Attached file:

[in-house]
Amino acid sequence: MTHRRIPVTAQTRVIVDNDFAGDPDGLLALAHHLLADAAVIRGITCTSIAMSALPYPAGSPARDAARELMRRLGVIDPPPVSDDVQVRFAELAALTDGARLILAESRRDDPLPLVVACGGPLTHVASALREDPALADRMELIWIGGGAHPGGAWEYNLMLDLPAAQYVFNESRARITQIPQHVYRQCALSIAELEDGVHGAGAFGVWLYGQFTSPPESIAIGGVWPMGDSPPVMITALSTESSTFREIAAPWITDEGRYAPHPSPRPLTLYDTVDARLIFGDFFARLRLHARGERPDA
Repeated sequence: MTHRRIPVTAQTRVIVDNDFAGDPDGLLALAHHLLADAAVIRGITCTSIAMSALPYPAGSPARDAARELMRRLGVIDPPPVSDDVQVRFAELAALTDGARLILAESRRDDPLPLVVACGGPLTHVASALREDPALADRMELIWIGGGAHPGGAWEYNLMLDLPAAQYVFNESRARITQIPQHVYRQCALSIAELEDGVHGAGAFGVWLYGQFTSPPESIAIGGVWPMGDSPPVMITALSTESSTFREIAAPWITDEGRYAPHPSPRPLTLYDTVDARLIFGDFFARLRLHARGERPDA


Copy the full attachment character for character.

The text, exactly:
[in-house]
Amino acid sequence: MTHRRIPVTAQTRVIVDNDFAGDPDGLLALAHHLLADAAVIRGITCTSIAMSALPYPAGSPARDAARELMRRLGVIDPPPVSDDVQVRFAELAALTDGARLILAESRRDDPLPLVVACGGPLTHVASALREDPALADRMELIWIGGGAHPGGAWEYNLMLDLPAAQYVFNESRARITQIPQHVYRQCALSIAELEDGVHGAGAFGVWLYGQFTSPPESIAIGGVWPMGDSPPVMITALSTESSTFREIAAPWITDEGRYAPHPSPRPLTLYDTVDARLIFGDFFARLRLHARGERPDA
Repeated sequence: MTHRRIPVTAQTRVIVDNDFAGDPDGLLALAHHLLADAAVIRGITCTSIAMSALPYPAGSPARDAARELMRRLGVIDPPPVSDDVQVRFAELAALTDGARLILAESRRDDPLPLVVACGGPLTHVASALREDPALADRMELIWIGGGAHPGGAWEYNLMLDLPAAQYVFNESRARITQIPQHVYRQCALSIAELEDGVHGAGAFGVWLYGQFTSPPESIAIGGVWPMGDSPPVMITALSTESSTFREIAAPWITDEGRYAPHPSPRPLTLYDTVDARLIFGDFFARLRLHARGERPDA